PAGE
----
I just watched the new Point Break, the one that came out last year, and I am sad to say, I was very disappointed. Maybe on the big screen, the special effects were impressive, but on video, they are obvious computer imaging. In the original, 1991 movie, when they jumped out of the plane and were free falling through the sky, viewers could feel the adrenaline rush, and when they were riding the waves, we almost felt wet. The graphics on the 2015 movie aren’t even convincing, and viewers don’t feel that same excitement when they swooped through a mountain canyon in wing-suits. A lot of it just didn’t look real, so there was no reason for the adrenaline to flow.
Perhaps if the title were changed, and the characters in the 2015 movie didn’t have the same names as the characters in the original 1991 Point Break, it could be judged upon its own merit. But as it stands, they’ve set the new movie up to be compared to the original, which I feel is a big mistake. The original movie was an action movie, in which an FBI agent infiltrates a group of surfers who are bank robbers, and it was fun to watch. The 2015 version has a completely different tone than the original movie, being more of an international crime suspense thriller with a lot of extreme sports thrown in.
The transition to the international plot did not work well. The Johnny Utah character, played by Luke Bracey, I conveniently involved in extreme sports, before becoming an FBI agent, so he doesn’t waste time learning to walk the walk in order to infiltrate the culture. He’s already a member of the club. They all know him. Then, just as conveniently, maybe even more so, he figures out where to look for the bad guys, goes straight there and the first group he encounters are the guys he’s looking for, and the Brohdi character, played by Edgar Ramirez, more convenient still, saves him from drowning after a surfing incident. Too many coincidences for me to buy in. Sorry.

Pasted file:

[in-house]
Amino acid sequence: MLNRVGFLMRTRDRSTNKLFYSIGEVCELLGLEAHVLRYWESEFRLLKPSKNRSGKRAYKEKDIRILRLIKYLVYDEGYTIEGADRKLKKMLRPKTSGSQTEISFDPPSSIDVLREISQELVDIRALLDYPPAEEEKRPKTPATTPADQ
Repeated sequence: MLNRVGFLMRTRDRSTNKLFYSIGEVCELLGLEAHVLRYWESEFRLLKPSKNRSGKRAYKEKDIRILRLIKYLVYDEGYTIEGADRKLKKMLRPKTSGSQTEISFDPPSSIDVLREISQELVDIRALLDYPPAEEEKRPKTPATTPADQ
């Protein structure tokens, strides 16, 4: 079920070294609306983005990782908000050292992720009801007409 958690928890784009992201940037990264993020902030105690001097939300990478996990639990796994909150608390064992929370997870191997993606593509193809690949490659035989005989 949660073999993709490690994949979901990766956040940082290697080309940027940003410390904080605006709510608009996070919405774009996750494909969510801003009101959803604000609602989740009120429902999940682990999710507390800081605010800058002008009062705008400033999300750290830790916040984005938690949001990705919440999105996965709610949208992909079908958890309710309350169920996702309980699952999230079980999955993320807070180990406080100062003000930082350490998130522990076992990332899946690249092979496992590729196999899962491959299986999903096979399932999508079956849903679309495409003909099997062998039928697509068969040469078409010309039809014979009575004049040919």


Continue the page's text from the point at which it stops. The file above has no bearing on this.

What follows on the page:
And let me add here, though I’m reviewing this film based on the merit of the screenplay and story, that Bracey is no Keanu Reeves and Ramirez is no Patrick Swayze. In the original movie, it was clear early on that our bad guys were thrill seekers, adrenaline junkies, and viewers understood where they were coming from, what their motivation to take so many risks and live so dangerously was. I did not get that sense about these guys. And I didn’t really get a sense of how bad they were. The creators failed to create a villain I could love to hate.
(SPOILER ALERT – There may be spoilers from this point on.)
Patrick Swayze’s Bohdi character was such a villain. You knew he was a bad guy and he had to go down, but you could understand why Utah agrees to let him go out his own way, at the end, after winning their struggle in the water. Ramirez’s Bohdi is not. I didn’t get what made him tick, or what his motivations were. At the end of the 2015 movie, when Utah lets Bohdi go, I didn’t get it. There’s no struggle, no fight. Utah doesn’t even try and talk Bohdi out of it. Bohdi says, “You’ve got to let me go”, and Utah says, “Okay.” Maybe I don’t get it, because empathy with these characters is something I never felt through the whole movie. There was just no connection.
Also, the villains in the original Point Break were bank robbers, financing their surfing tour with their spoils. The villains it the 2015 movie appeared as modern day Robin Hoods, robbing from the rich and giving away all the spoils. It’s difficult to see them as bad guys because they have a cause.
The one interesting twist I felt the 2015 movie had was the girl, Samsara, who we at first believe is a love interest, but later we are surprised to learn she’s a part of the crew, after Utah shoots and kills her in the kiss of death moment. Of course, in the original, the girl is a love interest and the bad guys use her as leverage to get Johnny Utah’s cooperation, so I was expecting something similar here. I liked that twist, where there was not much else to be liked about this movie. As I mentioned above, I think this movie might have done alright as a standalone, but it doesn’t measure up to the original movie. I was not impressed with the recent Point Break movie, and I can only give it two quills.
Kaye Lynne Booth does honest book reviews on Writing to be Read, and she never charges for them. Have a book you’d like reviewed? Contact Kaye at kayebooth(at)yahoo(dot)com.